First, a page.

11:45: I arrive at my Leadership class early.  We spend the entire class learning how to properly format our résumés.  I realize that mine is out of order, and I worry about finding time to reformat it.  As to my future employment prospects, I hold a mixture of hope and self-doubt inside of me.  I hope that someday soon, my résumé will be the golden key to unlocking my dream job.  All of my senior classmates are interviewing, and many are so close to becoming employed.  I feel insecure in comparison.

1:15: I arrive at my apartment, quickly heat up food, and eat.  Twenty-five minutes later, I rush off to the psychology lab, hoping I can arrive before my first participant is slated to be there.

2:00: I arrive at the lab, let my participant into the room, and run through the informed consent and study procedures.  I study for my Food Science midterm while I wait for the participant to finish and debrief them afterward.  The study runs like clockwork.  It has to be methodologically sound, I think because I don’t want to ruin my professor’s study.  My eyes fall on the corkboard in the room above my head.  Thumbtacked to the board is a slip of paper with the words “You are important” written out.  I don’t feel important.  I don’t even feel happy today, but the words make me smile.  We all have a piece of us to share with the world that will make the world a better place.  We are all important, whether we recognize it or not.  I greet my next participant with a smile on my face and a renewed sense of faith in myself.

4:00: I stop at a small store in my apartment complex to pick up a snack.  I arrive at my apartment and study for tomorrow’s Food Science midterm for the next three hours.  I feel a wave of exhaustion run over me.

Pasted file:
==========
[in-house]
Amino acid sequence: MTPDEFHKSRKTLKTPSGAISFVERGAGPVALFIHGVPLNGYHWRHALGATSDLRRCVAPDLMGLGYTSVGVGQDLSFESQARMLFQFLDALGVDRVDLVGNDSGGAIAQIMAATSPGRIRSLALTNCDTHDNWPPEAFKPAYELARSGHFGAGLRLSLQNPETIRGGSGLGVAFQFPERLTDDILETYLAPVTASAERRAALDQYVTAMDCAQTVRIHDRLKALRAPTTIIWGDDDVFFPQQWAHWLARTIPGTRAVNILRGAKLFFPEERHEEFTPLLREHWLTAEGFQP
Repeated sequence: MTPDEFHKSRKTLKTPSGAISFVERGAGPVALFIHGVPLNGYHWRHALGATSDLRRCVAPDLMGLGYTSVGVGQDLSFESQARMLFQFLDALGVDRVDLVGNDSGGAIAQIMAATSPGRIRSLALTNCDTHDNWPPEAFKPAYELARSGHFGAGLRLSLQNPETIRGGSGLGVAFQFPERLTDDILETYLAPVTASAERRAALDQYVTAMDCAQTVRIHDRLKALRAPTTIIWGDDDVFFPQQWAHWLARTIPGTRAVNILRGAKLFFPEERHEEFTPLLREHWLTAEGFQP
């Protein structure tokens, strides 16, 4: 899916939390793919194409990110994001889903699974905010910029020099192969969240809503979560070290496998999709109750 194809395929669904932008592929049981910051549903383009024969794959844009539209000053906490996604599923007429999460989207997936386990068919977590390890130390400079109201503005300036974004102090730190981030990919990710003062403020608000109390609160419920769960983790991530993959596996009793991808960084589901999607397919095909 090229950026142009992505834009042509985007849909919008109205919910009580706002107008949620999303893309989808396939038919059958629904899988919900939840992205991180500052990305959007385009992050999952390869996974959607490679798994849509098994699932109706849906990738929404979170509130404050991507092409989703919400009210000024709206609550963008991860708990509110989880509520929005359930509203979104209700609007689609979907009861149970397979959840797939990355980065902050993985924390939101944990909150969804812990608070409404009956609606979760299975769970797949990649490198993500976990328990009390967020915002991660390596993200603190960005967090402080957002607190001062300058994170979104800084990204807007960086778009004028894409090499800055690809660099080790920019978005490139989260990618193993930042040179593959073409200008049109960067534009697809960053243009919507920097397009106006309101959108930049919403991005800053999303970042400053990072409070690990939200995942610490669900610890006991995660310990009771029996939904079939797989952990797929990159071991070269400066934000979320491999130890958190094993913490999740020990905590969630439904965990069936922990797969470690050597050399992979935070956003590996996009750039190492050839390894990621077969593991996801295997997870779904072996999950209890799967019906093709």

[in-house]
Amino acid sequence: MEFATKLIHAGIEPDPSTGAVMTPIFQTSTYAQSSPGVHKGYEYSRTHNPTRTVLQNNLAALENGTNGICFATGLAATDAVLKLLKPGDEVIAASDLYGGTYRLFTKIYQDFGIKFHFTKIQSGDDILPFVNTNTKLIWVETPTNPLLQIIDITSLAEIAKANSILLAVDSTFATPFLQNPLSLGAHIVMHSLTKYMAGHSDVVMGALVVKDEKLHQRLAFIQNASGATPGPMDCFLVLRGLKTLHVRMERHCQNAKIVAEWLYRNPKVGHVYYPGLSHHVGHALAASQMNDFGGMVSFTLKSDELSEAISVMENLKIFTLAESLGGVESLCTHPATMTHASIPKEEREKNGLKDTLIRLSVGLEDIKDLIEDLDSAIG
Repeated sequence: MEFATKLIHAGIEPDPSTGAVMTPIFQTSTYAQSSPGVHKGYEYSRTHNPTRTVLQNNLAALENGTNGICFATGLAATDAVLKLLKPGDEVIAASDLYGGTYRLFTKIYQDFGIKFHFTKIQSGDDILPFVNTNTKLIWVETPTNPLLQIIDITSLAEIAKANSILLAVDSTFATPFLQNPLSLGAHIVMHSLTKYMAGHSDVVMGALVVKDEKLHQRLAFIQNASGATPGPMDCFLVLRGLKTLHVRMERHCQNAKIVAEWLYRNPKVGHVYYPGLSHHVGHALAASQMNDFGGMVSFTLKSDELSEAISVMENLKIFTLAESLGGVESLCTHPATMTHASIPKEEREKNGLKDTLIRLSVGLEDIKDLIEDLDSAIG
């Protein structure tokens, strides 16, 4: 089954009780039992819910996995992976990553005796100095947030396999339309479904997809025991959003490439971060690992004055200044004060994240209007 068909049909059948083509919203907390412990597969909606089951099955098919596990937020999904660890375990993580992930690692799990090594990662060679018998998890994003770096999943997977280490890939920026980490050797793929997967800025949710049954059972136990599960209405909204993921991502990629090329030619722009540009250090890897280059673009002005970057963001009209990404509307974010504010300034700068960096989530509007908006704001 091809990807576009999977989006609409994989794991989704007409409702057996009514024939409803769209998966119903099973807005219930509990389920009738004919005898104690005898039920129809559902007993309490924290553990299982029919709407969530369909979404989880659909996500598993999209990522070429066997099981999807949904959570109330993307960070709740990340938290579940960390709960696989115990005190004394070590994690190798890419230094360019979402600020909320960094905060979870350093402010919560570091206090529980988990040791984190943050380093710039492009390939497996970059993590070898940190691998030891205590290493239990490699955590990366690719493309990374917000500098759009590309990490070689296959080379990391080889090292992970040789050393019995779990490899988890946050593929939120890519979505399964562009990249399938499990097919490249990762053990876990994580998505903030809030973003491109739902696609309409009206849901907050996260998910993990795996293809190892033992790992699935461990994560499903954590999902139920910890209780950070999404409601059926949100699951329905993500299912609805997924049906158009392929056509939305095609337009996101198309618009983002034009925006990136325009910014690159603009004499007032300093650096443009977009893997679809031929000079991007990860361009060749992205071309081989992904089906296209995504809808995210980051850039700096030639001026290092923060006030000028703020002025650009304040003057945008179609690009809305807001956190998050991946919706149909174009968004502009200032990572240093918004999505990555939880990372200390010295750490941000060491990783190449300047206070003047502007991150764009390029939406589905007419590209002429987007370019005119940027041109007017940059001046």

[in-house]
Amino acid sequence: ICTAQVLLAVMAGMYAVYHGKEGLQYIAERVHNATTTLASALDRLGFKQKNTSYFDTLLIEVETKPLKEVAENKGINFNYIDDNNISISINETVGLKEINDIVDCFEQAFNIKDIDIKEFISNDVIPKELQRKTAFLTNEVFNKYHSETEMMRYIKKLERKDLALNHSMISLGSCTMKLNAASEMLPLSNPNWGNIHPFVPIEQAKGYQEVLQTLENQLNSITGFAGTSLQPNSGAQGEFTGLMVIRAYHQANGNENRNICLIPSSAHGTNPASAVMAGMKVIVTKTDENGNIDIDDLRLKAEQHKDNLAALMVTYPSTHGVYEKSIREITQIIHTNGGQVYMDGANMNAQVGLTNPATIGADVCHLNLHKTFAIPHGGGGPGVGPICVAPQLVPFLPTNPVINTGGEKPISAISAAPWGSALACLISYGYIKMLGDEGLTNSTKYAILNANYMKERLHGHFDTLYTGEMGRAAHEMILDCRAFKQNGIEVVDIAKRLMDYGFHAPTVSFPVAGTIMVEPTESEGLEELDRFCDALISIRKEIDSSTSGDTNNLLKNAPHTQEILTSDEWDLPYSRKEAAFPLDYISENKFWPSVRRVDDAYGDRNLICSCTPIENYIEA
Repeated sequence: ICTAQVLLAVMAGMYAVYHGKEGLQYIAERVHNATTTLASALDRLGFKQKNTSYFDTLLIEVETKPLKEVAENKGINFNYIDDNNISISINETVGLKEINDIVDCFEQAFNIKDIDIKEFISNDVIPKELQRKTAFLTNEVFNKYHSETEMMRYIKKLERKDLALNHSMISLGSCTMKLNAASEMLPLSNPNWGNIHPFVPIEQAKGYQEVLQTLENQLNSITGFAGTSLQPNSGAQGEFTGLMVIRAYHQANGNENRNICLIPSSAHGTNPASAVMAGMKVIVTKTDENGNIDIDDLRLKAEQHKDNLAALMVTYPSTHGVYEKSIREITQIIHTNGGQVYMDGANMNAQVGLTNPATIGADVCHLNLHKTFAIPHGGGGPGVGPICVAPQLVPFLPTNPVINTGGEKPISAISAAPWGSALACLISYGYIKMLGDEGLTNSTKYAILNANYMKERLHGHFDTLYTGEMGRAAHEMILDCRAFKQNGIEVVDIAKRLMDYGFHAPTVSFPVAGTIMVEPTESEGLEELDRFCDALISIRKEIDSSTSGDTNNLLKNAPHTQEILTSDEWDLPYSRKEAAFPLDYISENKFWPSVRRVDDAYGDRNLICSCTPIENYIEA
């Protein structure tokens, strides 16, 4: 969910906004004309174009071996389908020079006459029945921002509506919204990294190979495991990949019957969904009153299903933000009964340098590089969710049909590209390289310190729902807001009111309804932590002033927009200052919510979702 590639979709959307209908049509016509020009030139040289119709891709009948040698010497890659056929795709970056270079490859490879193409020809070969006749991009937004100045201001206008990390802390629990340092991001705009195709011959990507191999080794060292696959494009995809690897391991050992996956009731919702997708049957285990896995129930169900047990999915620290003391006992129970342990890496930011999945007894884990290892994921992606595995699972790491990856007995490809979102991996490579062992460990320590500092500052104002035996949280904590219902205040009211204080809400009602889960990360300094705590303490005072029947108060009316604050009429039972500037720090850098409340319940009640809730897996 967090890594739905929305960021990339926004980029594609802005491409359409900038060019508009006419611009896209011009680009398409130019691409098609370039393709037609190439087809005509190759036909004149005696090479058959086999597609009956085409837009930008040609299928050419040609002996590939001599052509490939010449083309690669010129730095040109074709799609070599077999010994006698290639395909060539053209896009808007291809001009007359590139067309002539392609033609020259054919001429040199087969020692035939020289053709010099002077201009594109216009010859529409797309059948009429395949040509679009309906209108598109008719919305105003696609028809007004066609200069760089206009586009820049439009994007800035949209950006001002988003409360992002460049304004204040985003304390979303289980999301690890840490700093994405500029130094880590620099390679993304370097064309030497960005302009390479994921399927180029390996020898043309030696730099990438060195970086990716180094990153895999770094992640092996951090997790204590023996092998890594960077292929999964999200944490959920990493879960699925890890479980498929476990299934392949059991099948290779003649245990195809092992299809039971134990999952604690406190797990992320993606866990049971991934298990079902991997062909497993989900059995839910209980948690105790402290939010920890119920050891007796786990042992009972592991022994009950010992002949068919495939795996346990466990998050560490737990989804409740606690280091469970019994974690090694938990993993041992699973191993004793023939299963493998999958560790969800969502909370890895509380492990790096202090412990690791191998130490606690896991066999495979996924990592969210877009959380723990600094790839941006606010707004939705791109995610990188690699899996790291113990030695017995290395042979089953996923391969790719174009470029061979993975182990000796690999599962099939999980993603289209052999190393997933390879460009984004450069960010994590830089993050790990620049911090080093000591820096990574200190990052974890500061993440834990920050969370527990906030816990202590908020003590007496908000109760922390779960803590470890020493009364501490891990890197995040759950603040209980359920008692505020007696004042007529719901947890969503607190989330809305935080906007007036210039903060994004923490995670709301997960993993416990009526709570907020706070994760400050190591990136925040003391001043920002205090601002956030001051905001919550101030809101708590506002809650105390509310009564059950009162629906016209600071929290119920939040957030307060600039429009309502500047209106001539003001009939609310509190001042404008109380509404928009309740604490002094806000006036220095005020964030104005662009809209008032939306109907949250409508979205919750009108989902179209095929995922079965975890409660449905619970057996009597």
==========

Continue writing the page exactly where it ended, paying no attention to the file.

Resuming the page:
7:00: I rest my head on my notes, and fall into a dreamless sleep.  Maybe I should rethink studying on my bed!

10:00: I jolt awake, feeling completely disoriented.  I worry about the three hours of my life I could have spent studying for the midterm, and I decide to make myself a very late dinner.  I eat ravenously.

11:00: I decide to take out the trash, but my roommate’s in the kitchen, and we chat for a while.  I still feel guilty about making her worry about me earlier.  I hate the guilt and I hate the anxiety, but I feel powerless to stop them.  I take out the trash, shower, and prepare for bed.

12:05: I listen to music before falling asleep.  Seemingly out of the blue, three words stick in my mind: I’m an overcomer.  I fall asleep with a renewed sense of hope in tomorrow.  I know that I am naïve to assume that there will be a tomorrow, as so many people do not have that luxury, but I understand that I can overcome the difficulties of today if I strive to use the tomorrow I’m fortunate to have to better myself.

Kelly is an avid writer and mental health and disability advocate with a focus on personal growth. She is passionate about using her life experiences to help others. Her ultimate goal is to make a difference in the world -- no matter how small. When she is not writing or educating others about life with disability and mental illness, Kelly can be found listening to music and cuddling her cat.